Q is for Quinn
Over the course of a stellar 19-year top level career, Niall Quinn established himself as one of English football’s most durable and effective striking talents.
Having made his senior bow with Arsenal at the tender age of 17, Quinn subsequently made the move to Manchester City in 1990 joining the club in an £800,000 deal under Howard Kendall.
Though at times hampered by injury, the 6ft 4in Irishman still more than proved his worth for the Blues between 1990 and 1996, going to make more than 200 appearances for the Club, scoring more than 70 goals in all competitions.
He also enjoyed an illustrious international career with the Republic of Ireland between 1986 and 2002, winning 92 caps and scoring 21 goals, making him Ireland’s second highest goal-scorer of all-time.
During that time Quinn featured in some of the Republic’s most memorable occasions, being an integral part of the squad which appeared at both the 1990 and 2002 World Cup finals as well as at the 1988 European Championships.
But it was at Italia 90 that Quinn and his Irish colleagues arguably enjoyed their finest-ever moments as Jack Charlton’s team defied the odds to march all the way to the quarter-finals.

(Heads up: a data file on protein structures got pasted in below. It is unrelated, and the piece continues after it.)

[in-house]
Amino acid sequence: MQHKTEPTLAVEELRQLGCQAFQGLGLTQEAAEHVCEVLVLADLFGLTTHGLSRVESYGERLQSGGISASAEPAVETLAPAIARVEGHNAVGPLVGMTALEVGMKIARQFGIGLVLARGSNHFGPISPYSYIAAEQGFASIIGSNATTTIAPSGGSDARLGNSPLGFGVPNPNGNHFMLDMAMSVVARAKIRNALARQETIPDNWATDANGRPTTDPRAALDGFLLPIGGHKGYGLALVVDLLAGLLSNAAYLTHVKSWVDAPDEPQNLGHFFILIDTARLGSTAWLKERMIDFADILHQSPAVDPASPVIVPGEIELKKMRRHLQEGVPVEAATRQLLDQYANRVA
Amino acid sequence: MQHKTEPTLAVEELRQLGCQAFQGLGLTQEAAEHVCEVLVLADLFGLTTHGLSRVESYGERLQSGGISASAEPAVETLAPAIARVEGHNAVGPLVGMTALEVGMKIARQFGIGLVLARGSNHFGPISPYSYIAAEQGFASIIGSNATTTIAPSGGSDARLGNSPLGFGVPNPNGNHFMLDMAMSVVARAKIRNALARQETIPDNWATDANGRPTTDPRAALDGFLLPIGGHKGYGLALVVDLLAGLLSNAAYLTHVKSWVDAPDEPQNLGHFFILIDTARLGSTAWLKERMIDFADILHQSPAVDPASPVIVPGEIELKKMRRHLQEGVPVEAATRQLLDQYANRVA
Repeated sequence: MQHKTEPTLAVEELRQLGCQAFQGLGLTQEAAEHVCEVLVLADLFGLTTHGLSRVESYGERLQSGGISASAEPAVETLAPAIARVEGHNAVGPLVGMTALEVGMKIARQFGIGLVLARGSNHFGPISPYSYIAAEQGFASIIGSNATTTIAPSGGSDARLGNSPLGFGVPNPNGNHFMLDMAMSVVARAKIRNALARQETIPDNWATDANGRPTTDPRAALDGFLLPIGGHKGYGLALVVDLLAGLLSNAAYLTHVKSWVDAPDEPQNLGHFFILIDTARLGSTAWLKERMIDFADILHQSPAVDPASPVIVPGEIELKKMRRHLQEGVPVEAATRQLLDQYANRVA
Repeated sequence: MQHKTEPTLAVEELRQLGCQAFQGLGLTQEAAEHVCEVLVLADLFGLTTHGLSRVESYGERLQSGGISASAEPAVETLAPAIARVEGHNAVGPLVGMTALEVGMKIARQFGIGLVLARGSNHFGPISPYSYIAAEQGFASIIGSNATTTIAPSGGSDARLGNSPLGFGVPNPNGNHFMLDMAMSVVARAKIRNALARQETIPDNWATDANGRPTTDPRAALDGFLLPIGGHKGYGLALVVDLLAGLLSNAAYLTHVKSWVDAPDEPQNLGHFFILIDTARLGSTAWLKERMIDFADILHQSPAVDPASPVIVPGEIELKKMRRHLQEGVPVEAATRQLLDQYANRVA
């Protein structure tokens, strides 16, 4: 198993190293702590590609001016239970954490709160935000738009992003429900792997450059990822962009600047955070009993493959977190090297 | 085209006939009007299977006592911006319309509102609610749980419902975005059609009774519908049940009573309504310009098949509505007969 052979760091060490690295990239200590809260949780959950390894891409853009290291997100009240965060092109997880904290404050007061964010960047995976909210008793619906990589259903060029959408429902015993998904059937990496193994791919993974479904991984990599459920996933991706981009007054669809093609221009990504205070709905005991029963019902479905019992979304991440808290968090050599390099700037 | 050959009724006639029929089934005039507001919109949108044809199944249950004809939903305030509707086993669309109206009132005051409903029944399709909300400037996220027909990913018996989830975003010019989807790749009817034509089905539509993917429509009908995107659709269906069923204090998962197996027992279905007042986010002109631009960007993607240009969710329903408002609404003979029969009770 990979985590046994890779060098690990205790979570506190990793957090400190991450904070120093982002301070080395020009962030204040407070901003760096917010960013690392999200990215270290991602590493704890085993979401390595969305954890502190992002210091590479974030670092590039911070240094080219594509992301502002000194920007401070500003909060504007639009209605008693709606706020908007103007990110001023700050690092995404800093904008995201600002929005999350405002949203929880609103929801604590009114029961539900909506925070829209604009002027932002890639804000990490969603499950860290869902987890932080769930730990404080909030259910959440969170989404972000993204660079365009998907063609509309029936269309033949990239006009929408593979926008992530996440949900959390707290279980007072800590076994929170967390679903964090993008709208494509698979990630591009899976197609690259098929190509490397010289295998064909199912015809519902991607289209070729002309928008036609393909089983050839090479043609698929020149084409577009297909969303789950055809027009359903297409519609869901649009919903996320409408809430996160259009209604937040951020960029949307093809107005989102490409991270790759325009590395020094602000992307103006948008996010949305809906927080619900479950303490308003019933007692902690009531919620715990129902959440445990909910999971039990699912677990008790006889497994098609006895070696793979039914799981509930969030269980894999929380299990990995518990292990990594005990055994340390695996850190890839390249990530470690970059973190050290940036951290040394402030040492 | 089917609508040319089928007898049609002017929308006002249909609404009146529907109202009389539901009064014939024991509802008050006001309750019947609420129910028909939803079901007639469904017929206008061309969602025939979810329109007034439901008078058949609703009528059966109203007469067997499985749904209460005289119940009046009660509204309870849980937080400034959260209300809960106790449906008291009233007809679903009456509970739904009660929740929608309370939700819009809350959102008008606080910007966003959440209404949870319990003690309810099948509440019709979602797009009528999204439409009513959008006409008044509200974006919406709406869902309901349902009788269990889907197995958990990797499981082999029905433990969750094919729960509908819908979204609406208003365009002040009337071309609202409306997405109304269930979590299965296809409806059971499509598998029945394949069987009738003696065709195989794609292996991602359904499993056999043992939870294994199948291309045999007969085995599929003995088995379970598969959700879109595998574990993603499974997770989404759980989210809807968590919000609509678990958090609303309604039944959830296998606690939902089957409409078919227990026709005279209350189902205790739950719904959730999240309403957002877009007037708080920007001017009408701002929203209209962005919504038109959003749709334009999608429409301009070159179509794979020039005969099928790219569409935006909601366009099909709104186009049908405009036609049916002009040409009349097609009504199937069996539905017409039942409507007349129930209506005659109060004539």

Quinn was an unused substitute for Ireland’s opening game, a 1-1 draw with England, before coming off the bench for a subsequent goalless draw with Egypt.
He was then drafted into the starting line-up for Ireland’s group decider against Holland where he made a crucial impact, scoring a 71st minute goal to both cancel out Ruud Gullit’s early opener and book Ireland’s place through to the knockout stages.
Quinn and Co’s reward was a last-16 clash with Romania in Genoa where, after a tense 90 minutes and extra-time had ended goalless, the tie went to a penalty shoot-out.
The Irish held their nerve to secure a memorable 5-4 win to set-up a quarter-final clash with hosts Italy in Rome.
Quinn was again handed a starting place in a close-fought clash at the Stadio Olimpico but Ireland’s unforgettable World Cup odyssey finally came to an end with Toto Schillaci’s early goal settling the match.
Though Quinn was to miss Ireland’s 1994 World Cup finals campaign through injury, he was to enjoy a final hurrah on the biggest stage of all in 2002 when Ireland made it to South Korea and Japan by which time he was playing his club football with Sunderland.
Though then 35, Quin brought all his vast experience and know-how to bear as the Irish navigated their way through the group stages – drawing 1-1 with eventual runners-up Germany along the way – before going out 3-2 on penalties to Spain after their last-16 clash had ended in a 1-1 draw.